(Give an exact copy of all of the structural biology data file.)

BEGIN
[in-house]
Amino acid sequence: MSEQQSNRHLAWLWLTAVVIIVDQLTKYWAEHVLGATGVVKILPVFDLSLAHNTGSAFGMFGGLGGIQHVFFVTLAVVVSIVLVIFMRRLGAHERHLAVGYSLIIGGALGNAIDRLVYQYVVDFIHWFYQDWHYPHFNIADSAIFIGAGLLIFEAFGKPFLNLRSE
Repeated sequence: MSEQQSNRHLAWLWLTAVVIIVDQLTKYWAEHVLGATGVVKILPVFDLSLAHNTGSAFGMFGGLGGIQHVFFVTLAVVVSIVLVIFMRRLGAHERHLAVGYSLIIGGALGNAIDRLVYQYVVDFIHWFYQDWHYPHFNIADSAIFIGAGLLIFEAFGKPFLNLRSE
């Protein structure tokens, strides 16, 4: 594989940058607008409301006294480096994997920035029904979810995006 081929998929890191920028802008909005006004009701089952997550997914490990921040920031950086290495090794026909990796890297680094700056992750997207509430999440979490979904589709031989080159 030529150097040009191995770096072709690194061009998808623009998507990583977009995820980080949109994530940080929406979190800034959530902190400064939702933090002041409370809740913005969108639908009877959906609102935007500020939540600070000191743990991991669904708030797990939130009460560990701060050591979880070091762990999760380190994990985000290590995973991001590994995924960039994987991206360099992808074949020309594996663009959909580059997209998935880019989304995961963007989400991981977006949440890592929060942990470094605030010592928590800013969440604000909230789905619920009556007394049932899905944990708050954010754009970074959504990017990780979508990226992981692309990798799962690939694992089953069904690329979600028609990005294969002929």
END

[in-house]
Amino acid sequence: MSEQQSNRHLAWLWLTAVVIIVDQLTKYWAEHVLGATGVVKILPVFDLSLAHNTGSAFGMFGGLGGIQHVFFVTLAVVVSIVLVIFMRRLGAHERHLAVGYSLIIGGALGNAIDRLVYQYVVDFIHWFYQDWHYPHFNIADSAIFIGAGLLIFEAFGKPFLNLRSE
Repeated sequence: MSEQQSNRHLAWLWLTAVVIIVDQLTKYWAEHVLGATGVVKILPVFDLSLAHNTGSAFGMFGGLGGIQHVFFVTLAVVVSIVLVIFMRRLGAHERHLAVGYSLIIGGALGNAIDRLVYQYVVDFIHWFYQDWHYPHFNIADSAIFIGAGLLIFEAFGKPFLNLRSE
């Protein structure tokens, strides 16, 4: 594989940058607008409301006294480096994997920035029904979810995006 081929998929890191920028802008909005006004009701089952997550997914490990921040920031950086290495090794026909990796890297680094700056992750997207509430999440979490979904589709031989080159 030529150097040009191995770096072709690194061009998808623009998507990583977009995820980080949109994530940080929406979190800034959530902190400064939702933090002041409370809740913005969108639908009877959906609102935007500020939540600070000191743990991991669904708030797990939130009460560990701060050591979880070091762990999760380190994990985000290590995973991001590994995924960039994987991206360099992808074949020309594996663009959909580059997209998935880019989304995961963007989400991981977006949440890592929060942990470094605030010592928590800013969440604000909230789905619920009556007394049932899905944990708050954010754009970074959504990017990780979508990226992981692309990798799962690939694992089953069904690329979600028609990005294969002929």